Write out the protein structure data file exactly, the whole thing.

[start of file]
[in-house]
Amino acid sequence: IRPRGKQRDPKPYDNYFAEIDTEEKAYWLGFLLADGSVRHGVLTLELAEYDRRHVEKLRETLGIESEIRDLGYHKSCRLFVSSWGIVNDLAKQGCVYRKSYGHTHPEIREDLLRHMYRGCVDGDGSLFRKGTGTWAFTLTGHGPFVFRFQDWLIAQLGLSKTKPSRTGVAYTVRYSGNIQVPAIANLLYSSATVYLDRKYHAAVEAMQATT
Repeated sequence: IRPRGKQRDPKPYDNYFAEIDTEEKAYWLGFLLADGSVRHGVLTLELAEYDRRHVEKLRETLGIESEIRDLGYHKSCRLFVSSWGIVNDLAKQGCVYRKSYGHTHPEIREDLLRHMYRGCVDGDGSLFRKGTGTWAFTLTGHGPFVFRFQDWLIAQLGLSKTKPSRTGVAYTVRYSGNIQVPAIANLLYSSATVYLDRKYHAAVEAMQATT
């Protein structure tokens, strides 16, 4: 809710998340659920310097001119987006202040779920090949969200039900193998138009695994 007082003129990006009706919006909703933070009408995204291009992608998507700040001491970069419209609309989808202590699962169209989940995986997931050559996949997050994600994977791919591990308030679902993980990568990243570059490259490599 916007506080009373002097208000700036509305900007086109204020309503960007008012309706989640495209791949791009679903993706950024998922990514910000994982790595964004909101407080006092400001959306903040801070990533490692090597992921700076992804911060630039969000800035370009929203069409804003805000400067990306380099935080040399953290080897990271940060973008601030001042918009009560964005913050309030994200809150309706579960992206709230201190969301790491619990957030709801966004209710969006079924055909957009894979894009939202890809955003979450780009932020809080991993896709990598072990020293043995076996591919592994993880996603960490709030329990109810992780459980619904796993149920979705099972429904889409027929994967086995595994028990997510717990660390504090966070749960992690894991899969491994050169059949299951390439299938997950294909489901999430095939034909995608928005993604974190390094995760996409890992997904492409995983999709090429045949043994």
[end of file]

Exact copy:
[in-house]
Amino acid sequence: IRPRGKQRDPKPYDNYFAEIDTEEKAYWLGFLLADGSVRHGVLTLELAEYDRRHVEKLRETLGIESEIRDLGYHKSCRLFVSSWGIVNDLAKQGCVYRKSYGHTHPEIREDLLRHMYRGCVDGDGSLFRKGTGTWAFTLTGHGPFVFRFQDWLIAQLGLSKTKPSRTGVAYTVRYSGNIQVPAIANLLYSSATVYLDRKYHAAVEAMQATT
Repeated sequence: IRPRGKQRDPKPYDNYFAEIDTEEKAYWLGFLLADGSVRHGVLTLELAEYDRRHVEKLRETLGIESEIRDLGYHKSCRLFVSSWGIVNDLAKQGCVYRKSYGHTHPEIREDLLRHMYRGCVDGDGSLFRKGTGTWAFTLTGHGPFVFRFQDWLIAQLGLSKTKPSRTGVAYTVRYSGNIQVPAIANLLYSSATVYLDRKYHAAVEAMQATT
């Protein structure tokens, strides 16, 4: 809710998340659920310097001119987006202040779920090949969200039900193998138009695994 007082003129990006009706919006909703933070009408995204291009992608998507700040001491970069419209609309989808202590699962169209989940995986997931050559996949997050994600994977791919591990308030679902993980990568990243570059490259490599 916007506080009373002097208000700036509305900007086109204020309503960007008012309706989640495209791949791009679903993706950024998922990514910000994982790595964004909101407080006092400001959306903040801070990533490692090597992921700076992804911060630039969000800035370009929203069409804003805000400067990306380099935080040399953290080897990271940060973008601030001042918009009560964005913050309030994200809150309706579960992206709230201190969301790491619990957030709801966004209710969006079924055909957009894979894009939202890809955003979450780009932020809080991993896709990598072990020293043995076996591919592994993880996603960490709030329990109810992780459980619904796993149920979705099972429904889409027929994967086995595994028990997510717990660390504090966070749960992690894991899969491994050169059949299951390439299938997950294909489901999430095939034909995608928005993604974190390094995760996409890992997904492409995983999709090429045949043994």